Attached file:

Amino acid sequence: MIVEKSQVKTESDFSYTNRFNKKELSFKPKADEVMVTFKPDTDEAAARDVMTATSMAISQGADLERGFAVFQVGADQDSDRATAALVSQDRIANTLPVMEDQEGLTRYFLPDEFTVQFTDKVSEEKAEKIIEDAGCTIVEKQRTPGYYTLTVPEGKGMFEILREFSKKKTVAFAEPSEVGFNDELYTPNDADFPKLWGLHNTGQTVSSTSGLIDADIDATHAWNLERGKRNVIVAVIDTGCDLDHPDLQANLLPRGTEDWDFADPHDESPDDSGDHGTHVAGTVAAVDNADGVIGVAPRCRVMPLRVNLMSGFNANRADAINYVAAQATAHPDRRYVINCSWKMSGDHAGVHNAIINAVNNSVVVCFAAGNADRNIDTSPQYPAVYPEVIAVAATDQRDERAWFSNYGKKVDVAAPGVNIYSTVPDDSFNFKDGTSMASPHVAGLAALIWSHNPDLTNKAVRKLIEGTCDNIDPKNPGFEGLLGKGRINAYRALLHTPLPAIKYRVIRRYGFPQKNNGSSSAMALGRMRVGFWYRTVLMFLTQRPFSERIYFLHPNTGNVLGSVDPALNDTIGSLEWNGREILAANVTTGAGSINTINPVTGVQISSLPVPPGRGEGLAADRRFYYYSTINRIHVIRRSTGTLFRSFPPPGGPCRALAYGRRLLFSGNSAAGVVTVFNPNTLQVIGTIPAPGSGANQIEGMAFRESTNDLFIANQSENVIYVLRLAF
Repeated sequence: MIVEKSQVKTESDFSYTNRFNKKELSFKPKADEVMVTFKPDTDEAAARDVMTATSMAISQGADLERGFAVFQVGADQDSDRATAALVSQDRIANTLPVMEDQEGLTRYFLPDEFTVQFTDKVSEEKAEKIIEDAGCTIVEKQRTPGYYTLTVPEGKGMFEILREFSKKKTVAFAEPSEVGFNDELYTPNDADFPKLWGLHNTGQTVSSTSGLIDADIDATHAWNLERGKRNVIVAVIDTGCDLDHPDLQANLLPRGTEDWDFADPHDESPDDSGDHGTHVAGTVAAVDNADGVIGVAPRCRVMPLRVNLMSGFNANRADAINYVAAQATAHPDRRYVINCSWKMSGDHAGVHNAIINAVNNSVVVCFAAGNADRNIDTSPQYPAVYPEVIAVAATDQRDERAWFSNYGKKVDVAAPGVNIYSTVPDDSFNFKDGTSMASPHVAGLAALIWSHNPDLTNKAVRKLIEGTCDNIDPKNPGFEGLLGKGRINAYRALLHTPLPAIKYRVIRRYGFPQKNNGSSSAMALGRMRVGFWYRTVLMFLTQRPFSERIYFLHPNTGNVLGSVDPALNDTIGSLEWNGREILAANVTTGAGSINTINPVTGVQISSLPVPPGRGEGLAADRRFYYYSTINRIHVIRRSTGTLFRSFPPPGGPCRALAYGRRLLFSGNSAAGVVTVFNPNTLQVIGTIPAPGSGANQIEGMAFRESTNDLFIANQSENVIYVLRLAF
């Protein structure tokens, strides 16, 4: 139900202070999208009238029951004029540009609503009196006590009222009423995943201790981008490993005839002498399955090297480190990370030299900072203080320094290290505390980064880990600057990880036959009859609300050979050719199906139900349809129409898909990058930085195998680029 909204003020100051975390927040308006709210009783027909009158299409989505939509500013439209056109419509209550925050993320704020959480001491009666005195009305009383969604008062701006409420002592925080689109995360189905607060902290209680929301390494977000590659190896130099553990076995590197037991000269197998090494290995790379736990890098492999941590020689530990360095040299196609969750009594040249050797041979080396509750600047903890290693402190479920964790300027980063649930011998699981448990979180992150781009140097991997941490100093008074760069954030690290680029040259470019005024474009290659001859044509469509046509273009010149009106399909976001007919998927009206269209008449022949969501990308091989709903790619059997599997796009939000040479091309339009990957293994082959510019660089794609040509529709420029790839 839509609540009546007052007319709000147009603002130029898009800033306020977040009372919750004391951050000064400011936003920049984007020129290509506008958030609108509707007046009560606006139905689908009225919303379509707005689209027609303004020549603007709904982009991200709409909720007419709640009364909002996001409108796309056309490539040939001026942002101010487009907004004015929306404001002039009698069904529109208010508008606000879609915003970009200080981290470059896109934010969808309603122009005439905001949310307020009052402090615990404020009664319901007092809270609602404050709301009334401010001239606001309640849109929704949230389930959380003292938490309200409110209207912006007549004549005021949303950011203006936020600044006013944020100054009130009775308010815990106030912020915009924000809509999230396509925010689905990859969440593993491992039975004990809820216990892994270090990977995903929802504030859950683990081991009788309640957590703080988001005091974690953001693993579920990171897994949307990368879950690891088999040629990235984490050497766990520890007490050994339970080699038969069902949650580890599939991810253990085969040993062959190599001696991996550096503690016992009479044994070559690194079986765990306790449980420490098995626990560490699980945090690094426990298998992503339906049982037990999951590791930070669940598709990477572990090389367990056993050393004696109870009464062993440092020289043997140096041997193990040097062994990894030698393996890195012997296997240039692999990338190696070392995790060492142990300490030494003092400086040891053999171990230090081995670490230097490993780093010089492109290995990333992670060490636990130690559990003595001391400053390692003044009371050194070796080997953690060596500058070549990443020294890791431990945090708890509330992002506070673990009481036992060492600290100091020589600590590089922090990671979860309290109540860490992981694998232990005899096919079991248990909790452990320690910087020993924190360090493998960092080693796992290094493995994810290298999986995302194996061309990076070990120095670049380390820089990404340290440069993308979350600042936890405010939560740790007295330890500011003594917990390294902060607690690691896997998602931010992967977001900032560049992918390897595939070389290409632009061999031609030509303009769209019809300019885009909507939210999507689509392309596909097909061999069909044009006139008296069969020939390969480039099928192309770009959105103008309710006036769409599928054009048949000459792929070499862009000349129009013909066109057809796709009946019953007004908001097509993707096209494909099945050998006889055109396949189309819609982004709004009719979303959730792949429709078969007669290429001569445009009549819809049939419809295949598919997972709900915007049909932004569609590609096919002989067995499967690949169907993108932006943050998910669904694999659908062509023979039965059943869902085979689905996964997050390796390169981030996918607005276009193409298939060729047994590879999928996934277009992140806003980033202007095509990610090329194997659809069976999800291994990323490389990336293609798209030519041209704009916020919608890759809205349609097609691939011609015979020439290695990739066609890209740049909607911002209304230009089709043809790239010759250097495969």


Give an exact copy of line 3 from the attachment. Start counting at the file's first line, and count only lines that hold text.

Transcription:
């Protein structure tokens, strides 16, 4: 139900202070999208009238029951004029540009609503009196006590009222009423995943201790981008490993005839002498399955090297480190990370030299900072203080320094290290505390980064880990600057990880036959009859609300050979050719199906139900349809129409898909990058930085195998680029 909204003020100051975390927040308006709210009783027909009158299409989505939509500013439209056109419509209550925050993320704020959480001491009666005195009305009383969604008062701006409420002592925080689109995360189905607060902290209680929301390494977000590659190896130099553990076995590197037991000269197998090494290995790379736990890098492999941590020689530990360095040299196609969750009594040249050797041979080396509750600047903890290693402190479920964790300027980063649930011998699981448990979180992150781009140097991997941490100093008074760069954030690290680029040259470019005024474009290659001859044509469509046509273009010149009106399909976001007919998927009206269209008449022949969501990308091989709903790619059997599997796009939000040479091309339009990957293994082959510019660089794609040509529709420029790839 839509609540009546007052007319709000147009603002130029898009800033306020977040009372919750004391951050000064400011936003920049984007020129290509506008958030609108509707007046009560606006139905689908009225919303379509707005689209027609303004020549603007709904982009991200709409909720007419709640009364909002996001409108796309056309490539040939001026942002101010487009907004004015929306404001002039009698069904529109208010508008606000879609915003970009200080981290470059896109934010969808309603122009005439905001949310307020009052402090615990404020009664319901007092809270609602404050709301009334401010001239606001309640849109929704949230389930959380003292938490309200409110209207912006007549004549005021949303950011203006936020600044006013944020100054009130009775308010815990106030912020915009924000809509999230396509925010689905990859969440593993491992039975004990809820216990892994270090990977995903929802504030859950683990081991009788309640957590703080988001005091974690953001693993579920990171897994949307990368879950690891088999040629990235984490050497766990520890007490050994339970080699038969069902949650580890599939991810253990085969040993062959190599001696991996550096503690016992009479044994070559690194079986765990306790449980420490098995626990560490699980945090690094426990298998992503339906049982037990999951590791930070669940598709990477572990090389367990056993050393004696109870009464062993440092020289043997140096041997193990040097062994990894030698393996890195012997296997240039692999990338190696070392995790060492142990300490030494003092400086040891053999171990230090081995670490230097490993780093010089492109290995990333992670060490636990130690559990003595001391400053390692003044009371050194070796080997953690060596500058070549990443020294890791431990945090708890509330992002506070673990009481036992060492600290100091020589600590590089922090990671979860309290109540860490992981694998232990005899096919079991248990909790452990320690910087020993924190360090493998960092080693796992290094493995994810290298999986995302194996061309990076070990120095670049380390820089990404340290440069993308979350600042936890405010939560740790007295330890500011003594917990390294902060607690690691896997998602931010992967977001900032560049992918390897595939070389290409632009061999031609030509303009769209019809300019885009909507939210999507689509392309596909097909061999069909044009006139008296069969020939390969480039099928192309770009959105103008309710006036769409599928054009048949000459792929070499862009000349129009013909066109057809796709009946019953007004908001097509993707096209494909099945050998006889055109396949189309819609982004709004009719979303959730792949429709078969007669290429001569445009009549819809049939419809295949598919997972709900915007049909932004569609590609096919002989067995499967690949169907993108932006943050998910669904694999659908062509023979039965059943869902085979689905996964997050390796390169981030996918607005276009193409298939060729047994590879999928996934277009992140806003980033202007095509990610090329194997659809069976999800291994990323490389990336293609798209030519041209704009916020919608890759809205349609097609691939011609015979020439290695990739066609890209740049909607911002209304230009089709043809790239010759250097495969």